|Powell, J mark|
Submitted to: Proceedings of the Symposium on the State of the Science of Animal Manure
Publication Type: Proceedings
Publication Acceptance Date: 12/15/2004
Publication Date: 1/15/2005
Citation: J.M. Powell, D. McCrory, D. Jackson-Smith and H. Saam. 2005. Environmental policy and factors that impact manure management on Wisconsin dairy farms. Proceedings for the State of the Science - Animal Manure and Waste Management Symposium, January 5-7, 2005, San Antonio, Texas. http://www.cals.ncsu.edu/waste_mgt/natlcenter/sanantonio/proceedings.htm http://www.cals.ncsu.edu/waste_mgt/natlcenter/sanantonio/proceedings.htm. Interpretive Summary:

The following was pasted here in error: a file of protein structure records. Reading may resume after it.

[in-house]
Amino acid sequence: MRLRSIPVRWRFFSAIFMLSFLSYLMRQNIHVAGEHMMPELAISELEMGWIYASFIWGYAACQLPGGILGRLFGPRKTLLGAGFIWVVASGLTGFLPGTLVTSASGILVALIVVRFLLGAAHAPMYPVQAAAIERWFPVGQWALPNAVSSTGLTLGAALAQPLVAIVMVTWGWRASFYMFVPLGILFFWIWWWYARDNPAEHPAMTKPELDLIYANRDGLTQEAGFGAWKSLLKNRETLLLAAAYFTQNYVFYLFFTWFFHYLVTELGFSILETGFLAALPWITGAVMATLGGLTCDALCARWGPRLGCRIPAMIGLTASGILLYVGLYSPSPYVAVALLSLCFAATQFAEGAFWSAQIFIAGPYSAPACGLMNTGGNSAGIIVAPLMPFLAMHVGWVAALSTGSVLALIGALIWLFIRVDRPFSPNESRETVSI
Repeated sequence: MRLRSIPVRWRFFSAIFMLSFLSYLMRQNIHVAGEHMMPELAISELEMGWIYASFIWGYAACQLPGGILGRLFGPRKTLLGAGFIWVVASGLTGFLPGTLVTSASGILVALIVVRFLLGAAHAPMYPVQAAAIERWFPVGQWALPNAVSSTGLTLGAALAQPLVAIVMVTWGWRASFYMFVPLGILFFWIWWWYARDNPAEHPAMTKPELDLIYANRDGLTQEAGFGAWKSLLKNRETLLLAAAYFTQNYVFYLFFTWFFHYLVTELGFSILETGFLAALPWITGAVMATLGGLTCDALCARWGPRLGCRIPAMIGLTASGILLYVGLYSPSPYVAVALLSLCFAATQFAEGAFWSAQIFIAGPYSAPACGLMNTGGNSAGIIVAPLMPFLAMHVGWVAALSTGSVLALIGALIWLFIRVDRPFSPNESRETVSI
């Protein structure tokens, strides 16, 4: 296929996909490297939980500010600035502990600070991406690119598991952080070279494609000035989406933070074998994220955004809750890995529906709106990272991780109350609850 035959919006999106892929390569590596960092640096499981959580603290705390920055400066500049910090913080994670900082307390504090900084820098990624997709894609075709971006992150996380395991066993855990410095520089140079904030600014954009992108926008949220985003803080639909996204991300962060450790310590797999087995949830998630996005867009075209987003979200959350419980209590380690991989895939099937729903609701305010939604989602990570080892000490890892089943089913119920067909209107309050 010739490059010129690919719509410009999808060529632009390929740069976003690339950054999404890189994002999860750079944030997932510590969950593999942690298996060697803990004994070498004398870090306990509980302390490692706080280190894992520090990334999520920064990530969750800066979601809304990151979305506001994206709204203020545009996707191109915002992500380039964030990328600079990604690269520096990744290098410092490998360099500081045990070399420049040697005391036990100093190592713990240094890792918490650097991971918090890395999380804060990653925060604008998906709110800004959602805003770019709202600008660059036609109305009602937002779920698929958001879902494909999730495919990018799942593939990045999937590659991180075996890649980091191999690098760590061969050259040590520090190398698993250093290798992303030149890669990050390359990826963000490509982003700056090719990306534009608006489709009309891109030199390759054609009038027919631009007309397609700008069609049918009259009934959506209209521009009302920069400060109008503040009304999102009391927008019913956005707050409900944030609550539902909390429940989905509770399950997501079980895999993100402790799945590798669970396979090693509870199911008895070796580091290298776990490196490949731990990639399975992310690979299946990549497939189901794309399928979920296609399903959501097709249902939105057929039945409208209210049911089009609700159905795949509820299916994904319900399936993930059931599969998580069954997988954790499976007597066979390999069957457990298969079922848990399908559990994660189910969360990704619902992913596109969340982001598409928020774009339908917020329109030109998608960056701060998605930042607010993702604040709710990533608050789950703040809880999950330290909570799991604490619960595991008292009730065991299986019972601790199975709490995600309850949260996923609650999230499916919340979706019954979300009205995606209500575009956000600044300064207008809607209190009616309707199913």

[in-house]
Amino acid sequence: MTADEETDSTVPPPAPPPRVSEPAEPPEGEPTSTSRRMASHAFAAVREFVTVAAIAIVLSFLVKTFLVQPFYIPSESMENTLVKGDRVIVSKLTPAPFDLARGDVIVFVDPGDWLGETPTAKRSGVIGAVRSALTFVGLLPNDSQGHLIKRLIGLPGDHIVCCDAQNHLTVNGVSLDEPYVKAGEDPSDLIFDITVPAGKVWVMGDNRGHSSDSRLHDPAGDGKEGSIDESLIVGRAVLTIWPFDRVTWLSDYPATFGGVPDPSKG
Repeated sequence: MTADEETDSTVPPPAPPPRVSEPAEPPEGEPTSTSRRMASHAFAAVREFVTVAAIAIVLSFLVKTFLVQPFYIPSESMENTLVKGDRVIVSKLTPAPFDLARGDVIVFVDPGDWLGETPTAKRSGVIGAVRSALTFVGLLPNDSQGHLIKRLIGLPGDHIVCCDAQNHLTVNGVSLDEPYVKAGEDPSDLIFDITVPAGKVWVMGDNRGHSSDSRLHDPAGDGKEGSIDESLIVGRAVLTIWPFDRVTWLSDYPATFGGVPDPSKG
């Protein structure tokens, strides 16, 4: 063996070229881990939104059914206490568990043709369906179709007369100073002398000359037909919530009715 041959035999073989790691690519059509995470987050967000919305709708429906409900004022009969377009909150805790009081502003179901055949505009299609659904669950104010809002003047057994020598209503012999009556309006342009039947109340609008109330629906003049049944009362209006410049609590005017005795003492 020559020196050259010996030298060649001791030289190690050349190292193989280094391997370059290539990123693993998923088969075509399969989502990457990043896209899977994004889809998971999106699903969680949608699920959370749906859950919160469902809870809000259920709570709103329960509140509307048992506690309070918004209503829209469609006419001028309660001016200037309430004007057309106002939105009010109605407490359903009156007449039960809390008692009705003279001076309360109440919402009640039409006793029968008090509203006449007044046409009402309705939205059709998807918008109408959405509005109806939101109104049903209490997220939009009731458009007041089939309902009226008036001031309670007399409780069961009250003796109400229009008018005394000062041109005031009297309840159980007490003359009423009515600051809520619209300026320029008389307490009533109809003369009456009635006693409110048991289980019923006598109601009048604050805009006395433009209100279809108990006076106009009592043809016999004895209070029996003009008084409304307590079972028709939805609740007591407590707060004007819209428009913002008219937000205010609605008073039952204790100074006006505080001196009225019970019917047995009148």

Technical Abstract: Current environmental regulations related to manure management are generally based on the number of livestock per farm, or a farm's position in a watershed. Such approaches often do not consider biophysical factors, such as soils and weather, and socio-economic conditions that affect farmer management of manure. This presentation of various studies of representative Wisconsin dairy farms showed that policies based on farm size may not provide the desired outcome of improved manure management. For example, farms with small herd size collect less manure than large farms. Also, although most Wisconsin dairy farms operate sufficient cropland area for recycling manure, farmers use only a fraction of their cropland base to spread manure. Farmers in the northeast part of the state spread manure on 23% of their total cropland base verses 44% in the southwest region. Regional differences in soils and weather affect the number of days a farmer can spread or inject manure, and till the soil. Biophysical and socio-economic conditions that affect farmers' ability to collect and spread manure should be considered when formulating manure management policy aimed at improving the environmental performance of Wisconsin dairy farms.